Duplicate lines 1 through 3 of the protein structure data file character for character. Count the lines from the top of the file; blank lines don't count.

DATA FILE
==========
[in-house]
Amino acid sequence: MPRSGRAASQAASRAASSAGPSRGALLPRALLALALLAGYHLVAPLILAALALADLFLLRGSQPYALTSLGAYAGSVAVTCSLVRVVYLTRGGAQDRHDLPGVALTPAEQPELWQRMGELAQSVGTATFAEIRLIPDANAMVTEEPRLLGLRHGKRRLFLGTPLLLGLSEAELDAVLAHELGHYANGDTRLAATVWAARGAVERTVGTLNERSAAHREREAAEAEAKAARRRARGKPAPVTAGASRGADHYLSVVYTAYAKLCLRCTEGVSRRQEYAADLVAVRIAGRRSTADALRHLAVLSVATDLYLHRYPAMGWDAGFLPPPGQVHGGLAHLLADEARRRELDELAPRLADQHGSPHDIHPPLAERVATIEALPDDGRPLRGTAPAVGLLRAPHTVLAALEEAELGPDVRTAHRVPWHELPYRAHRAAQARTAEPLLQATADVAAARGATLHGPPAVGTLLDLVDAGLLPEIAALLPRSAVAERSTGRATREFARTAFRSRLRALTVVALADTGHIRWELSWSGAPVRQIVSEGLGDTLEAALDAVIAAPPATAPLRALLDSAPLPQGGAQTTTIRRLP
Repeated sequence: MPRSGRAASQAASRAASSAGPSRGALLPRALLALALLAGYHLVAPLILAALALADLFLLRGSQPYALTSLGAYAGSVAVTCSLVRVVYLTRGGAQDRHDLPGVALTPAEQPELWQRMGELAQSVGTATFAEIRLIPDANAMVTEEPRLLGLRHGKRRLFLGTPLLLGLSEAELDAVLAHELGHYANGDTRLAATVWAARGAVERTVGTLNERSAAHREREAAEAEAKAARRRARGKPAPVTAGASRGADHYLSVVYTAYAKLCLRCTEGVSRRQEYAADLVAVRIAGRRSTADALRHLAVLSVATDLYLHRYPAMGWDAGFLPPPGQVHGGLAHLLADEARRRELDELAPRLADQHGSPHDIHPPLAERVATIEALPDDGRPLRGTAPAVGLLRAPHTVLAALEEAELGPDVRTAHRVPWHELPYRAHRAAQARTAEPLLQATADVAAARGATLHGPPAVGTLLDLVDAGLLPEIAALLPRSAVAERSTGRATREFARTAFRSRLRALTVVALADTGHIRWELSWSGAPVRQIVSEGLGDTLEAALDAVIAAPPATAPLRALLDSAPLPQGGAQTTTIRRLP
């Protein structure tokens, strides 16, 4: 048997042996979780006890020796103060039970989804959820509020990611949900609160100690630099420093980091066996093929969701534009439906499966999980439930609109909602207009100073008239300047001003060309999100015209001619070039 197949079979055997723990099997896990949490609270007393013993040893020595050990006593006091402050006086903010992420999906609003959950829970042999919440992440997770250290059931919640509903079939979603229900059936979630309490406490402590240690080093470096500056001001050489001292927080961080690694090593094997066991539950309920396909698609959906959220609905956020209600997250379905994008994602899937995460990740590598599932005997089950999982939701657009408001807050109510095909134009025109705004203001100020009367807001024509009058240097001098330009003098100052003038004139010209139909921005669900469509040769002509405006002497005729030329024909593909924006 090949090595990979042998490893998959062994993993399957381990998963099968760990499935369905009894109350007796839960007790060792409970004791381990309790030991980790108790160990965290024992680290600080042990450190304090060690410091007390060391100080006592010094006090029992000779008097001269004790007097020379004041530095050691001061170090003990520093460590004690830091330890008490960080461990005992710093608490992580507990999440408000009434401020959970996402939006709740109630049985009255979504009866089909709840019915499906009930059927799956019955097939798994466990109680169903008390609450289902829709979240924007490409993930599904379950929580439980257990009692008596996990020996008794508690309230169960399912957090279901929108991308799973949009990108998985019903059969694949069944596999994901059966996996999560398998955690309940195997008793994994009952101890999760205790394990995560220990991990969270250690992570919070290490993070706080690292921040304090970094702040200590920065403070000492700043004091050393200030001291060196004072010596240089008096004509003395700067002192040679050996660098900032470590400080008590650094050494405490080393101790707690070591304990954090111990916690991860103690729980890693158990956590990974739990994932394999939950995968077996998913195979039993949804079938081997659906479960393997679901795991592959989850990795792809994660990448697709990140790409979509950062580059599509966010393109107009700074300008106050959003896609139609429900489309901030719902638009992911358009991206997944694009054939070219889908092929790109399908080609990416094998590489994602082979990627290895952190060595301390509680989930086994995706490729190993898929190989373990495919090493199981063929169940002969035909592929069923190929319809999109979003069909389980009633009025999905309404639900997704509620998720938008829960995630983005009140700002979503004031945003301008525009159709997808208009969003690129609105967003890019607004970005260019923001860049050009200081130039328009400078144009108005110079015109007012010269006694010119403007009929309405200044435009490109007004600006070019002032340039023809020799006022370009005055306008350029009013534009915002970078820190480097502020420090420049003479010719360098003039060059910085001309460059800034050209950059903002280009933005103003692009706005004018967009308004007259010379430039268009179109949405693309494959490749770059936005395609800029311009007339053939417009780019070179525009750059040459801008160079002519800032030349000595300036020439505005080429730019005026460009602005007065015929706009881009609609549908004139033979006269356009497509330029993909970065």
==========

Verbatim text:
[in-house]
Amino acid sequence: MPRSGRAASQAASRAASSAGPSRGALLPRALLALALLAGYHLVAPLILAALALADLFLLRGSQPYALTSLGAYAGSVAVTCSLVRVVYLTRGGAQDRHDLPGVALTPAEQPELWQRMGELAQSVGTATFAEIRLIPDANAMVTEEPRLLGLRHGKRRLFLGTPLLLGLSEAELDAVLAHELGHYANGDTRLAATVWAARGAVERTVGTLNERSAAHREREAAEAEAKAARRRARGKPAPVTAGASRGADHYLSVVYTAYAKLCLRCTEGVSRRQEYAADLVAVRIAGRRSTADALRHLAVLSVATDLYLHRYPAMGWDAGFLPPPGQVHGGLAHLLADEARRRELDELAPRLADQHGSPHDIHPPLAERVATIEALPDDGRPLRGTAPAVGLLRAPHTVLAALEEAELGPDVRTAHRVPWHELPYRAHRAAQARTAEPLLQATADVAAARGATLHGPPAVGTLLDLVDAGLLPEIAALLPRSAVAERSTGRATREFARTAFRSRLRALTVVALADTGHIRWELSWSGAPVRQIVSEGLGDTLEAALDAVIAAPPATAPLRALLDSAPLPQGGAQTTTIRRLP
Repeated sequence: MPRSGRAASQAASRAASSAGPSRGALLPRALLALALLAGYHLVAPLILAALALADLFLLRGSQPYALTSLGAYAGSVAVTCSLVRVVYLTRGGAQDRHDLPGVALTPAEQPELWQRMGELAQSVGTATFAEIRLIPDANAMVTEEPRLLGLRHGKRRLFLGTPLLLGLSEAELDAVLAHELGHYANGDTRLAATVWAARGAVERTVGTLNERSAAHREREAAEAEAKAARRRARGKPAPVTAGASRGADHYLSVVYTAYAKLCLRCTEGVSRRQEYAADLVAVRIAGRRSTADALRHLAVLSVATDLYLHRYPAMGWDAGFLPPPGQVHGGLAHLLADEARRRELDELAPRLADQHGSPHDIHPPLAERVATIEALPDDGRPLRGTAPAVGLLRAPHTVLAALEEAELGPDVRTAHRVPWHELPYRAHRAAQARTAEPLLQATADVAAARGATLHGPPAVGTLLDLVDAGLLPEIAALLPRSAVAERSTGRATREFARTAFRSRLRALTVVALADTGHIRWELSWSGAPVRQIVSEGLGDTLEAALDAVIAAPPATAPLRALLDSAPLPQGGAQTTTIRRLP